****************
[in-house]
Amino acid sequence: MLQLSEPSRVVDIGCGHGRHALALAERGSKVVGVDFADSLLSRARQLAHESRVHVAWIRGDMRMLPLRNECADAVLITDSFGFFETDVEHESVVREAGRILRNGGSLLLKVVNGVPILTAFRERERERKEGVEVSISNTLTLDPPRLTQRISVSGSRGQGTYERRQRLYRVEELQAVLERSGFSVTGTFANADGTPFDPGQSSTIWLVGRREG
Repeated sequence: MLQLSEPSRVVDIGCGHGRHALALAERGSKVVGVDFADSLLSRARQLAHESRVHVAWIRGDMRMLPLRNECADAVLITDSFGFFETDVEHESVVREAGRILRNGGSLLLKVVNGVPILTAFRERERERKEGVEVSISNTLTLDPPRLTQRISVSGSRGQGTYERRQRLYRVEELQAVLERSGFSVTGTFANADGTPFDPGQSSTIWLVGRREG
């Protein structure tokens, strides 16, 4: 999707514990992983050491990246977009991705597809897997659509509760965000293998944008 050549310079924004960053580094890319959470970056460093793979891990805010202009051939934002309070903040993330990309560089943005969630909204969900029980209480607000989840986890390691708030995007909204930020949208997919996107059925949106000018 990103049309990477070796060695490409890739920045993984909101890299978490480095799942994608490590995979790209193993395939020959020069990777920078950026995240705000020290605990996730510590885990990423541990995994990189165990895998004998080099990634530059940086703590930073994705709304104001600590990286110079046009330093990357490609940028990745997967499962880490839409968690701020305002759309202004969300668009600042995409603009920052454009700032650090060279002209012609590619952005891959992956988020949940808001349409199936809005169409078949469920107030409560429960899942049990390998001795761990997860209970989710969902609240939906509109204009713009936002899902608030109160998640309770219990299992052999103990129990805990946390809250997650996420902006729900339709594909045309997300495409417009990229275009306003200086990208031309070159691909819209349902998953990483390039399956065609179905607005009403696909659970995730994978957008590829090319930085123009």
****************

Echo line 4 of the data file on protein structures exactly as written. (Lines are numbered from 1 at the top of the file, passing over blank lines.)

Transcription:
């Protein structure tokens, strides 16, 4: 999707514990992983050491990246977009991705597809897997659509509760965000293998944008 050549310079924004960053580094890319959470970056460093793979891990805010202009051939934002309070903040993330990309560089943005969630909204969900029980209480607000989840986890390691708030995007909204930020949208997919996107059925949106000018 990103049309990477070796060695490409890739920045993984909101890299978490480095799942994608490590995979790209193993395939020959020069990777920078950026995240705000020290605990996730510590885990990423541990995994990189165990895998004998080099990634530059940086703590930073994705709304104001600590990286110079046009330093990357490609940028990745997967499962880490839409968690701020305002759309202004969300668009600042995409603009920052454009700032650090060279002209012609590619952005891959992956988020949940808001349409199936809005169409078949469920107030409560429960899942049990390998001795761990997860209970989710969902609240939906509109204009713009936002899902608030109160998640309770219990299992052999103990129990805990946390809250997650996420902006729900339709594909045309997300495409417009990229275009306003200086990208031309070159691909819209349902998953990483390039399956065609179905607005009403696909659970995730994978957008590829090319930085123009």